Curry – the health benefits of its common spices
Curry – the health benefits of its common spices
Monday, January 26, 2015 by: Kristina Martin
India is a country with over 1 billion people spread over five large regions. This population is incredibly diverse. Indians speak more than 122 different languages and their cuisines vary greatly among the regions. Despite these differences, there is still something Indians have in common – their love of curry.
The word curry means sauce. Curry is not a spice; it is a combination of spices. Although the combination and ratio of spices varies from one curry to another, many health promoting spices are standard in most curry mixes. Here are features of the most common spices you will find in a curry and how they benefit your health.
Cumin is excellent for digestion. The scent alone is enough to kickstart saliva enzymes in the mouth, the essential first step of healthy digestion. Cumin also alleviates gas, acts as a natural laxative, and exhibits anti-fungal and anti-microbial powers. Interestingly, cumin is both a relaxant and a stimulant, and certain components in its essential oil have been said to promote a hypnotic tranquility.
Looking for another reason to start eating turmeric besides its anti-cancer, anti-inflammatory, antioxidant rich, brain boosting, heart healthy properties? Turmeric is also an essential ingredient in most curry powder mixes. To get the maximum benefit from turmeric, pair it with freshly ground black pepper.
Coriander (Cilantro seed)
The benefits of coriander (fter the cilantro plant flowers and develops seeds, it is referred to as coriander) are numerous. Like cumin, coriander improves digestion as it relieves gas, prevents nausea, and combats diarrhea. It also acts as a natural anti-histamine, treats mouth infections with its antiseptic powers, helps heal skin conditions, lowers blood pressure, and is a natural source of bioavailable iron. If you feel you might be coming down with a case of food poisoning, grab a handful of coriander. This spice is twice as powerful as the leading salmonella antibiotic – and it tastes a whole lot better.
Ginger is a great herb to have in your kitchen, as it gives great flavor to both food and drink and possesses serious medicinal attributes. It’s an anti-inflammatory, anti-tumor, antioxidant with a soothing effect on the digestive tract. Health begins in the gut, and ginger helps eliminate gas, relieves nausea, and treats motion sickness. If you’re pregnant and have given into not-so healthy, nausea-inducing cravings, ginger settles the stomach and relieves vomiting. Be careful though! With great (healing) power comes great responsibility. Ginger treats the symptoms, but a healthy diet eliminates the need for ginger in the first place.
When it comes to the price of spices, cardamom has to be content with the bronze medal. While both saffron and vanilla cost more, of the three, only cardamom can claim a place of great prominence in Indian cuisine. Cardamom is a great breath freshener, fighting tooth and gum disease as well as soothing sore throats. It also flushes out toxins, leading to better blood circulation, a better functioning urinary tract, and improved cardiovascular activity.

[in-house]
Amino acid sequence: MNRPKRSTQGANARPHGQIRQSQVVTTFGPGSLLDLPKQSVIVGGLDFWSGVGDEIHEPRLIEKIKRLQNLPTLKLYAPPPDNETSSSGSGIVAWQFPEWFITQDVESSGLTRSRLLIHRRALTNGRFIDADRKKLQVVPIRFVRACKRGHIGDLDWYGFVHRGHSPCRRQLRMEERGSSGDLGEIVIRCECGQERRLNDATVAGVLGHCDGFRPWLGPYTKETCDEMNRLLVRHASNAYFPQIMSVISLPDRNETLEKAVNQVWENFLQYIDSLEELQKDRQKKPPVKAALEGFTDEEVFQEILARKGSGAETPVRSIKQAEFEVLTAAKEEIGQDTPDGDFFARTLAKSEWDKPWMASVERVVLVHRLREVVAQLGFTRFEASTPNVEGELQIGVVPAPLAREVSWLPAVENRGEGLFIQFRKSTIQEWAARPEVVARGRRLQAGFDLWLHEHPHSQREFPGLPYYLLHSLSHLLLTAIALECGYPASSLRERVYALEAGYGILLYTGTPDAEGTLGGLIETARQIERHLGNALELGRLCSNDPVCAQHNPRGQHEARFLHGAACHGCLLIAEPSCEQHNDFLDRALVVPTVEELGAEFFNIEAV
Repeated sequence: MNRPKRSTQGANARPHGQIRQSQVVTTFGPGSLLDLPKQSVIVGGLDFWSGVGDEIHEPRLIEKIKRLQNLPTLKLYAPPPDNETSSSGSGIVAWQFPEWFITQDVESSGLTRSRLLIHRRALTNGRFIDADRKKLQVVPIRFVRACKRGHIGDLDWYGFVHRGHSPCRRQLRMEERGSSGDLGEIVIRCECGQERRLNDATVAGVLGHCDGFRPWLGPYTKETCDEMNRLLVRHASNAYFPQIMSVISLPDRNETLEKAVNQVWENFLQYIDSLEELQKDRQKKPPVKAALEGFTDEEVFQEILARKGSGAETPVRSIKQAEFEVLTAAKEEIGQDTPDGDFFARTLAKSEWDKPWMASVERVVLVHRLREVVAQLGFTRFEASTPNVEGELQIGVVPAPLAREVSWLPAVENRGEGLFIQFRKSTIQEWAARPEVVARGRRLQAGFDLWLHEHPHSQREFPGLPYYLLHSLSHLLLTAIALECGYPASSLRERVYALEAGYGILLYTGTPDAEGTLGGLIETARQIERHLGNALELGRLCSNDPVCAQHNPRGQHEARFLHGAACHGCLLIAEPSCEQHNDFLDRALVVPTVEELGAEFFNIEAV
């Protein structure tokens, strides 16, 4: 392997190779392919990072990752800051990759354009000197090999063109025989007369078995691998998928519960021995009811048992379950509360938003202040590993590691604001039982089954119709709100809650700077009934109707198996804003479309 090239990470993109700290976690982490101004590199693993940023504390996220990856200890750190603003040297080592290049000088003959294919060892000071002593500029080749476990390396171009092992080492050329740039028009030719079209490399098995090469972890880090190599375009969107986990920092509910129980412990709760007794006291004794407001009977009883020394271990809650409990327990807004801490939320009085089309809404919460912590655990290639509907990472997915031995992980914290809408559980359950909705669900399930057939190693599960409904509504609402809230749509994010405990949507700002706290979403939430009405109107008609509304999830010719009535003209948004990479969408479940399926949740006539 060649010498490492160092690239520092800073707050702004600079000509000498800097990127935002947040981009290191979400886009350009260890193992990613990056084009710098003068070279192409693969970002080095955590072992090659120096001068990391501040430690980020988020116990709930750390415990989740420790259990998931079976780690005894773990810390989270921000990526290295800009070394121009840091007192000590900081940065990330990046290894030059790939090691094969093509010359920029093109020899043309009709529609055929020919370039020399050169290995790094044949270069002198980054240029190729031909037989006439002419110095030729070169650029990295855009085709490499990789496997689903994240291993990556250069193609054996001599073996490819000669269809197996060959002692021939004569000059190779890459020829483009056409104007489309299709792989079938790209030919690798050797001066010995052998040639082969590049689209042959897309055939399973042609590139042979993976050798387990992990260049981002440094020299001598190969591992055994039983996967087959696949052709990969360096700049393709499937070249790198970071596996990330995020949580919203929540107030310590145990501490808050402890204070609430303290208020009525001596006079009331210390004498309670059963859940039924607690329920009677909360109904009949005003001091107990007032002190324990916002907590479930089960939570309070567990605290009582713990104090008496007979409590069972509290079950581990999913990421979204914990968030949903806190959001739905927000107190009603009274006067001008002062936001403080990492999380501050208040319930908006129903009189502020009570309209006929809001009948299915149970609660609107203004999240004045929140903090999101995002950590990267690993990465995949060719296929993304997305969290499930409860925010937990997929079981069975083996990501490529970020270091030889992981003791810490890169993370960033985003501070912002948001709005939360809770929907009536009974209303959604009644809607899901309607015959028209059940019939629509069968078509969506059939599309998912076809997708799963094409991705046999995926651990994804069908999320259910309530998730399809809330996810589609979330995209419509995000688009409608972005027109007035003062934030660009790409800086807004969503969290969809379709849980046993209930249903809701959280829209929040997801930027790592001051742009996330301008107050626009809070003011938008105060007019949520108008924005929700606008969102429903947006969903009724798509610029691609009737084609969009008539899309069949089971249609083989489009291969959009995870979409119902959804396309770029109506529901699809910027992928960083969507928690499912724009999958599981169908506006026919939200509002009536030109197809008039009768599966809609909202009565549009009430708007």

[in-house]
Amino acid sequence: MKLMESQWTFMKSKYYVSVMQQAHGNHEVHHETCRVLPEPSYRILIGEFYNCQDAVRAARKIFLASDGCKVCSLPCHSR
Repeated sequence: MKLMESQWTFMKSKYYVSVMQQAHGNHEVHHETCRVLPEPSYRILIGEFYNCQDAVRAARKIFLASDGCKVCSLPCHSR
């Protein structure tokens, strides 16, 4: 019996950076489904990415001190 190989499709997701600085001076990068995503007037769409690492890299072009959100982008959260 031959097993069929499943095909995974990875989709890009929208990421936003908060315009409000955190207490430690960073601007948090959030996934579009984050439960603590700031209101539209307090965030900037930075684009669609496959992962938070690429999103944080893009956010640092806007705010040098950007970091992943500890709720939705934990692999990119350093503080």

An anti-viral, anti-bacterial spice loaded with anti-oxidants, cinnamon can help take down some heavy hitters, disease-wise. Cinnamon is toxic to cancer cells, reduces the growth of cancer cells, protects neurons from degenerative diseases like Parkinson’s, and helps keep heart disease in check. Cinnamon is exceptionally beneficial for those who suffer from or could potentially suffer from diabetes, as it combines reduced insulin resistance with lower blood sugar. There are two types of cinnamon, “true” cinnamon and cassia cinnamon. The cinnamon found in the United States is usually cassia cinnamon. True cinnamon is frequently labeled as Ceylon cinnamon. If possible, try to get Ceylon cinnamon as it contains less coumarin, a naturally occurring chemical compound that acts as a blood thinner.
The active, healing component in cloves is called eugenol. Eugenol is anti-bacterial, anti-inflammatory, and a natural detoxifier. Aside from its use in cooking worldwide, clove has found a place for soothing gum pain and treating root canals in dentistry, as the eugenol and other components in this spice combine to form a mild analgesic. Cloves contain iron, calcium, and manganese and are also an antioxidant. If you want to check the quality of your cloves, squeeze them with a fingernail. If they’re good quality, they will release some of their essential oil. Good quality cloves also float when placed in water, whereas stale cloves sink.
The benefits of cooking with these spices are numerous, and there is no reason you can’t experiment with adding a little bit of Indian flair to your kitchen. Whether you start slowly with adding cumin or clove to your famous rice and beans recipe or you jump in feet first and produce a fabulous curry, the flavors of Indian cuisine are waiting for you. If you aren’t hitting the stove just yet, there are still ways to get the health benefits from these spices. Ginger and curcumin (the active ingredient in turmeric) are both available in capsule form.
See Foods, Vitamins, and Herbs That Kill Cancer for more on how adding black pepper to turmeric increases bioavailability of curcumin about 2,000%. Also, see our two other favorite herbs, Garlic and cayenne.